However, it is the Italians that have really taken up these rebates, with 16 currently operating in the oncology market. Each of their schemes uses progression-free survival after a predetermined number of cycles as its rebate criteria. Their apparent success is, at least in part, due to the web-based national oncology registry (Onco-AIFA). Taken together, these data indicate that risk-sharing schemes are already undermining manufacturers’ revenues and that they are becoming an increasingly popular method of price control.

Real World Clinical Data
Onco-AIFA is a good example of how the proliferation of information technology has facilitated the creation of valuable real world datasets. Since 2006 this registry conducts mandatory surveillance of all Italian oncology patients treated with a variety of novel chemotherapy drugs, allowing individual patients and their associated outcomes to be efficiently tracked. Datasets like this also exist in the US – for example, the databases of insurers Kaiser Permanente and United Health Group – and elsewhere in Europe, each with millions of patients.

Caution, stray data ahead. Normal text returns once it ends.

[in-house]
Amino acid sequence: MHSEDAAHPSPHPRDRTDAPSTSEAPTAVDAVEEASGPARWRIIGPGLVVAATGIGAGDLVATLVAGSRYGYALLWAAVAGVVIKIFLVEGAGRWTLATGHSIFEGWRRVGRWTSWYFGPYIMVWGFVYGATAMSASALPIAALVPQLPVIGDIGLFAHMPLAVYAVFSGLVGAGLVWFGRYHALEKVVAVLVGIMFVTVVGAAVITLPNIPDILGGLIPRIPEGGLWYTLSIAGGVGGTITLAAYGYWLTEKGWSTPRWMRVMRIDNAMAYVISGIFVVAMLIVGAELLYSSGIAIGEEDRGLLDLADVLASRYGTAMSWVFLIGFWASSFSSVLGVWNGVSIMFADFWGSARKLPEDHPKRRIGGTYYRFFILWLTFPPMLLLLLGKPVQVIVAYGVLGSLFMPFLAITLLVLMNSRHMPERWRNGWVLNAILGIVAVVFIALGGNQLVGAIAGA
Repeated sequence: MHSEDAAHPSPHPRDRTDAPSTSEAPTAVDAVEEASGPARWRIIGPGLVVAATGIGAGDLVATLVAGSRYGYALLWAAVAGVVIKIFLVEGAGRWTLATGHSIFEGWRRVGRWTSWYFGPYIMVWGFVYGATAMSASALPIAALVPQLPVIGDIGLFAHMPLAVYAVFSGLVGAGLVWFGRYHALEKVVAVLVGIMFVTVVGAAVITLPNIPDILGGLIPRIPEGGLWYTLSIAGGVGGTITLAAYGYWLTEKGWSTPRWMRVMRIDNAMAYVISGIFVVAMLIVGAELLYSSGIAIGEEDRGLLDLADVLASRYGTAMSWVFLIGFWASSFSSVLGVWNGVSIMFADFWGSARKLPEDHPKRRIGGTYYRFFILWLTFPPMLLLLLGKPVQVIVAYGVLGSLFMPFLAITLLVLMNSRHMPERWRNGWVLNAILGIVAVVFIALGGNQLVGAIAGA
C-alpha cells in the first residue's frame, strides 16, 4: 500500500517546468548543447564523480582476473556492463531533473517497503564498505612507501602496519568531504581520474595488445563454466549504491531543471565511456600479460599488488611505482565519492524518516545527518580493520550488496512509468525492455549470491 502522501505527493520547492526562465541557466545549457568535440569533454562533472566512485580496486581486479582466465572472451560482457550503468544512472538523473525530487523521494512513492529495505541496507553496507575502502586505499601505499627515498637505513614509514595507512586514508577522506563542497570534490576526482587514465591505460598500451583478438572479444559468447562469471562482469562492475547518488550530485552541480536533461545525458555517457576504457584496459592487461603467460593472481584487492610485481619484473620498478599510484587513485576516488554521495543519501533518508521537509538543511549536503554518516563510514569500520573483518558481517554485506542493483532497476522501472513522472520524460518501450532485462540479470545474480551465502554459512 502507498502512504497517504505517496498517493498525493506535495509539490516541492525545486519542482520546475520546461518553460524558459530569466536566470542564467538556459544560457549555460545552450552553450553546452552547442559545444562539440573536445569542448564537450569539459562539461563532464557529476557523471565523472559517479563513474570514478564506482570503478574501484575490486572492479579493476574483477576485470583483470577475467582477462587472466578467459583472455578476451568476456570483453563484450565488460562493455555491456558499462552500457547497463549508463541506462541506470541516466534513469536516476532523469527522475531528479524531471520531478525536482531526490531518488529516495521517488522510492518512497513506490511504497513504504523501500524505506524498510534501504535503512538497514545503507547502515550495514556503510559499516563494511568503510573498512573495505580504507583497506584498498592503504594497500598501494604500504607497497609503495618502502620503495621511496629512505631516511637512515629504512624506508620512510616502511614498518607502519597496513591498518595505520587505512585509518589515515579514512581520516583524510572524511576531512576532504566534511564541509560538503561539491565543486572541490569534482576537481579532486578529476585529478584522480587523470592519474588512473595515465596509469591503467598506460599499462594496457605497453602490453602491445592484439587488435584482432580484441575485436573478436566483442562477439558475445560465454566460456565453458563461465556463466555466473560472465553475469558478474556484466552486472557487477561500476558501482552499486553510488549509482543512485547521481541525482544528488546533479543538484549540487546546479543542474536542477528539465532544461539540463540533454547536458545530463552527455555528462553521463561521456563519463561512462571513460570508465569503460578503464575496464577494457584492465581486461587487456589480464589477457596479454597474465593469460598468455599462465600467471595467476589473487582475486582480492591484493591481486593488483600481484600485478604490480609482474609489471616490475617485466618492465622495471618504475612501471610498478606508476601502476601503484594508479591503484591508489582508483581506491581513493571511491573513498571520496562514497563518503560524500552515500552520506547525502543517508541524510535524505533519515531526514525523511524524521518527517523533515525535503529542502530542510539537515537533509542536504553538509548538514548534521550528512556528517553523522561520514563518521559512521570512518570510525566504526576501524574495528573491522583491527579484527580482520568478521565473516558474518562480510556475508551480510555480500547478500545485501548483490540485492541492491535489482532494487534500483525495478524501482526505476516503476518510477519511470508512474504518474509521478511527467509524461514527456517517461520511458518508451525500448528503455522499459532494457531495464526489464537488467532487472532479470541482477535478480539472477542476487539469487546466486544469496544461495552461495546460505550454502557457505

In the short-term, this data will greatly facilitate the use of outcome-based pricing as more states and insurers adopt the necessary technology to track individual patients and their associated fate, allowing for efficient rebate collection. In the long-term, the increasing quality and scope of patient datasets, such as Onco-AIFA, will open up the possibility of revising the cost effectiveness valuation of a treatment in an ongoing manner as ‘real world clinical data’ becomes available.

Preliminary analysis of seven novel cancer drugs in nine indications using Onco-AIFA data suggests that real world progression-free survival of cancer patients is on average 30 per cent less compared to the corresponding clinical trial data (8). Should this translate into overall patient survival, manufacturers could potentially face significant list-price reductions, or even market exclusion in favour of competitor compounds.

Health Technology Assessments